Euler and the Properties of the Second Derivative

The summer examination season sees pupils searching for maximums and minimums on their text papers.

This long-standing pursuit was initiated by the likes of Newton and Leibniz in their calculus.

It can be all too difficult to think about for some:

“our modern Analysts are not content to consider only the Differences of finite Quantities: they also consider the Differences of those Differences, and the Differences of the Differences of the first Differences. And so on ad infinitum.”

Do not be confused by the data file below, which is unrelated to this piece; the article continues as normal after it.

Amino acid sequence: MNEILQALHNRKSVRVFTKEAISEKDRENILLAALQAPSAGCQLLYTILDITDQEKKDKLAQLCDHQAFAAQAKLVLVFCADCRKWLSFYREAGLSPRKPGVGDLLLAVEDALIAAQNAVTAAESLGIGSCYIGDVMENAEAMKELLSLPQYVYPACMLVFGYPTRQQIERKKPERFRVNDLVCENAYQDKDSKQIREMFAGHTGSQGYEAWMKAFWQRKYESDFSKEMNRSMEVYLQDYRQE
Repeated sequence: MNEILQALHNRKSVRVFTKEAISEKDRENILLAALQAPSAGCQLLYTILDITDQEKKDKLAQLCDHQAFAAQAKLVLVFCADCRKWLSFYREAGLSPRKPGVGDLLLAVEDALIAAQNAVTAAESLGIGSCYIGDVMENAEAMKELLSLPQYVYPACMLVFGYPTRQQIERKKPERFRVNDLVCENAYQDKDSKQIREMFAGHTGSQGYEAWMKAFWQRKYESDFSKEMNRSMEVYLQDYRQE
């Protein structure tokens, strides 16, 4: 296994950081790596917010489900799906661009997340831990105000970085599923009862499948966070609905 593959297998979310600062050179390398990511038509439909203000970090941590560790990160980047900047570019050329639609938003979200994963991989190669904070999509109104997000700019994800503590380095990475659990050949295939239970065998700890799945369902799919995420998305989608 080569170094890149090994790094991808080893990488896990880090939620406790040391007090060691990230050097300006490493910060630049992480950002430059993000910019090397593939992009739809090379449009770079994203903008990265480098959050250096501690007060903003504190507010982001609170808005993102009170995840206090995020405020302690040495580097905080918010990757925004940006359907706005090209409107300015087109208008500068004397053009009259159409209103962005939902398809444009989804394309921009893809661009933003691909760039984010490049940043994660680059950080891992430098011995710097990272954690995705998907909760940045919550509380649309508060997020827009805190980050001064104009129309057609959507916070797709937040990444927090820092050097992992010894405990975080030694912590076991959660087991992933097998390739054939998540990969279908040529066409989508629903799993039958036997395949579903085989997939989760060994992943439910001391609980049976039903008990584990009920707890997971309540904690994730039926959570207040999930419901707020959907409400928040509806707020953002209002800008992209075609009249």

Bishop Berkeley, The Analyst, 1734

The example above is one in which Euler demonstrates the geometrical significance of the first and second derivatives.

Note that the Point of Inflection is where f''(x)=\dfrac{d^{2}y}{dx^{2}}=0 and is a change from upward to downward convex curvature, or vice versa.  There is no need for f'(x)=\dfrac{dy}{dx}=0 too.

 

 

 

 

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